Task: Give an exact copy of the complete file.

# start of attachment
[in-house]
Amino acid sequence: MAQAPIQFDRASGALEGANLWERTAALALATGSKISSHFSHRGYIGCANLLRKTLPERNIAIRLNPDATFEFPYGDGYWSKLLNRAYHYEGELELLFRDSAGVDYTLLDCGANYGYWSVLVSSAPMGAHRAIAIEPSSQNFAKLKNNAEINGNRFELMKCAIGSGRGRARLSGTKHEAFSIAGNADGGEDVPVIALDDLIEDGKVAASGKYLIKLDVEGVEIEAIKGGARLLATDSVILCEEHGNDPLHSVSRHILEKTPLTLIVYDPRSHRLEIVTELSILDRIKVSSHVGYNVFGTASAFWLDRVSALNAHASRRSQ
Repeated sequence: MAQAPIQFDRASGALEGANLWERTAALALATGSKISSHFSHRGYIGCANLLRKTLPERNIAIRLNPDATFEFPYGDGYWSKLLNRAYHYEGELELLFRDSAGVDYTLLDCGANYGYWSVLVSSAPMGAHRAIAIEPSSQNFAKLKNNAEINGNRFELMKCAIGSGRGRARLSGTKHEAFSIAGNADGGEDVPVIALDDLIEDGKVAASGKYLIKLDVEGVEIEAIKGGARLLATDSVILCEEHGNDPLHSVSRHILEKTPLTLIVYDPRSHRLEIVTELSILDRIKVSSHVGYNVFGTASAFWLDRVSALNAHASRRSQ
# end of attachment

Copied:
[in-house]
Amino acid sequence: MAQAPIQFDRASGALEGANLWERTAALALATGSKISSHFSHRGYIGCANLLRKTLPERNIAIRLNPDATFEFPYGDGYWSKLLNRAYHYEGELELLFRDSAGVDYTLLDCGANYGYWSVLVSSAPMGAHRAIAIEPSSQNFAKLKNNAEINGNRFELMKCAIGSGRGRARLSGTKHEAFSIAGNADGGEDVPVIALDDLIEDGKVAASGKYLIKLDVEGVEIEAIKGGARLLATDSVILCEEHGNDPLHSVSRHILEKTPLTLIVYDPRSHRLEIVTELSILDRIKVSSHVGYNVFGTASAFWLDRVSALNAHASRRSQ
Repeated sequence: MAQAPIQFDRASGALEGANLWERTAALALATGSKISSHFSHRGYIGCANLLRKTLPERNIAIRLNPDATFEFPYGDGYWSKLLNRAYHYEGELELLFRDSAGVDYTLLDCGANYGYWSVLVSSAPMGAHRAIAIEPSSQNFAKLKNNAEINGNRFELMKCAIGSGRGRARLSGTKHEAFSIAGNADGGEDVPVIALDDLIEDGKVAASGKYLIKLDVEGVEIEAIKGGARLLATDSVILCEEHGNDPLHSVSRHILEKTPLTLIVYDPRSHRLEIVTELSILDRIKVSSHVGYNVFGTASAFWLDRVSALNAHASRRSQ